“I have in mind,” said Jim, “up around Belfountain. It will be grand to see a trout stream in winter, even if we come to grief on skis.”
“Jim, I appreciate this,” I informed him. “I think we have a memorable week-end in view.”
“I’ll borrow one of the daughter’s skis for you again?” asked Jim.
“If you please,” I said. “And I’ll attend to the gadgets myself.”
“We’ll shop together,” suggested Jim.
Thus we bought ski boots made so heavy, as the young gentleman explained, that no matter what you did you couldn’t land upside down. And we bought ski pants of a material so light, so windproof, so warm, that really you would think you had no pants on at all. And ski jackets, mine yellow, Jim’s red, that were a joy to wear, and so like the Olympic games advertisements did we look. And elbow high mitts, and a tiny woollen headstrap to keep our ears streamlined, and a canvas black cap like a brakeman’s. And ski wax, of several kinds, I favoring light fluffy snow and Jim, being more pessimistic by nature, favoring slushy, wet snow.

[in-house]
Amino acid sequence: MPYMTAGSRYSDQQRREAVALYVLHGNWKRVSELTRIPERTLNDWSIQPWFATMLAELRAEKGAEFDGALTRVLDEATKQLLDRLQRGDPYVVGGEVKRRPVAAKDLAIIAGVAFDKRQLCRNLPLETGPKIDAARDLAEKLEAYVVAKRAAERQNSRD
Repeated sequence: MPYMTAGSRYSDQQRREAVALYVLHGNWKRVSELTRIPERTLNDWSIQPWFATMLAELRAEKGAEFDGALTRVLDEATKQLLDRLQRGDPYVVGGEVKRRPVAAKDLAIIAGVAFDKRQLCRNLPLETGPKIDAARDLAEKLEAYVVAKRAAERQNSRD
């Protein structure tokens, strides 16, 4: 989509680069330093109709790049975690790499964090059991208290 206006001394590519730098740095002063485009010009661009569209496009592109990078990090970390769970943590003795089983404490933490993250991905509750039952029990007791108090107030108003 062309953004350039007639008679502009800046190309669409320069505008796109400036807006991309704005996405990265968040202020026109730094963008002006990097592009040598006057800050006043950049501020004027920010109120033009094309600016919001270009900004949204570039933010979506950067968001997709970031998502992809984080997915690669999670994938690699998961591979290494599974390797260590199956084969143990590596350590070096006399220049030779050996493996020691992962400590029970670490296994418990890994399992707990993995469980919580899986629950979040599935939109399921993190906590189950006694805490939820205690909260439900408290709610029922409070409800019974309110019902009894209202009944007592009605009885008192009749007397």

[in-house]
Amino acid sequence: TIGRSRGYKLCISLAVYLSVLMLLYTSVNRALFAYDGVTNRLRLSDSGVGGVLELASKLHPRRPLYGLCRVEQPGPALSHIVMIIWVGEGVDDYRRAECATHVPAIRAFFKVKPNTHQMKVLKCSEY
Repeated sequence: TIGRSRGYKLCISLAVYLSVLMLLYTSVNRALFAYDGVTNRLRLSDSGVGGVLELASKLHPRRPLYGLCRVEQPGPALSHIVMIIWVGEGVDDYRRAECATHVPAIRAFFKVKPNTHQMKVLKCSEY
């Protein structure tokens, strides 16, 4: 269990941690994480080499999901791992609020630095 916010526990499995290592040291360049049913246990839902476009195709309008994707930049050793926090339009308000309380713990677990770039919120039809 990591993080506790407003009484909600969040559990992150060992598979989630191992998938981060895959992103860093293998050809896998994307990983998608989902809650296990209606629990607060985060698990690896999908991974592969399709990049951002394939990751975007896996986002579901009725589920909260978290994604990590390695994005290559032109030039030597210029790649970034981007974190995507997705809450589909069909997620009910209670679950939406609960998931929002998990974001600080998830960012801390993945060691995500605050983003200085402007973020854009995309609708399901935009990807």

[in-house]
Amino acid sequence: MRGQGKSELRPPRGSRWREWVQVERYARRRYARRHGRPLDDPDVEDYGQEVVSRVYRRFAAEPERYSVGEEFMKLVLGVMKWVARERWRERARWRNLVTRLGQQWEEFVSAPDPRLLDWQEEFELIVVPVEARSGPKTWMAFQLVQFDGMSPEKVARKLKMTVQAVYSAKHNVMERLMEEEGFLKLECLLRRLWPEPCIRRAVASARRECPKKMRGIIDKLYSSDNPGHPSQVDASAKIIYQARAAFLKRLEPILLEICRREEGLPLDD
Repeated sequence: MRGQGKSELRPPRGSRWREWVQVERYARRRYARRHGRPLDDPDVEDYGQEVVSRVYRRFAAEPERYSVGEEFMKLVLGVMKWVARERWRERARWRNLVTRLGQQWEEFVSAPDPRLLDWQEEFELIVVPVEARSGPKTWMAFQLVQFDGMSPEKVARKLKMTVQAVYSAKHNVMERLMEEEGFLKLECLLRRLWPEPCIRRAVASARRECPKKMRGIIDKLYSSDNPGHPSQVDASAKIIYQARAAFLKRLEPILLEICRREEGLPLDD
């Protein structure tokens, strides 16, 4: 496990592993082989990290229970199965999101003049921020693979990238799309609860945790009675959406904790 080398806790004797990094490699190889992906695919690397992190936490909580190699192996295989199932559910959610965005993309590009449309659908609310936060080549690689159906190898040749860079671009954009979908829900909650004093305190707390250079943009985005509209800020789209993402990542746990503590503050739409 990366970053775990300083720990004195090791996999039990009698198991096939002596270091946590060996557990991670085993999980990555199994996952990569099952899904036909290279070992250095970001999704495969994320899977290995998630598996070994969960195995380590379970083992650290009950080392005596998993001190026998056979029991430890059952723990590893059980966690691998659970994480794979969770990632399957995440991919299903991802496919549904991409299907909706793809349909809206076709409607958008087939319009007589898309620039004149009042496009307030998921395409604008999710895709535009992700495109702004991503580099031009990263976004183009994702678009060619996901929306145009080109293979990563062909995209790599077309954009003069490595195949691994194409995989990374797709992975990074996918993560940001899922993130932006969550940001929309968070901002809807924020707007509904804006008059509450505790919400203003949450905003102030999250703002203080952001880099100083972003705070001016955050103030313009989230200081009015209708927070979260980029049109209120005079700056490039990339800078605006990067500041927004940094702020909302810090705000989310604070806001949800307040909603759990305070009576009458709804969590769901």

The only way to go skiing is to start at daybreak Saturday morning, after a large breakfast of ham and eggs, plum jam and thick toast. I am told the proper thing for a ski breakfast is a box of sardines. But with our breakfast stowed, Jim and I, scorning all questions from our various children of ski age, drove off for Belfountain. Soon the gray sludge and slush of Toronto was blooming into the glittering white snow of Halton county.
“We Canadians,” said Jim, “should sooner or later realize our affinity with northern nations and races, and drop from our hearts all memory of sultry southern climes. Do you realize that our clothes here in Canada are designed by Americans? And that the clothing trade centres in St. Louis?”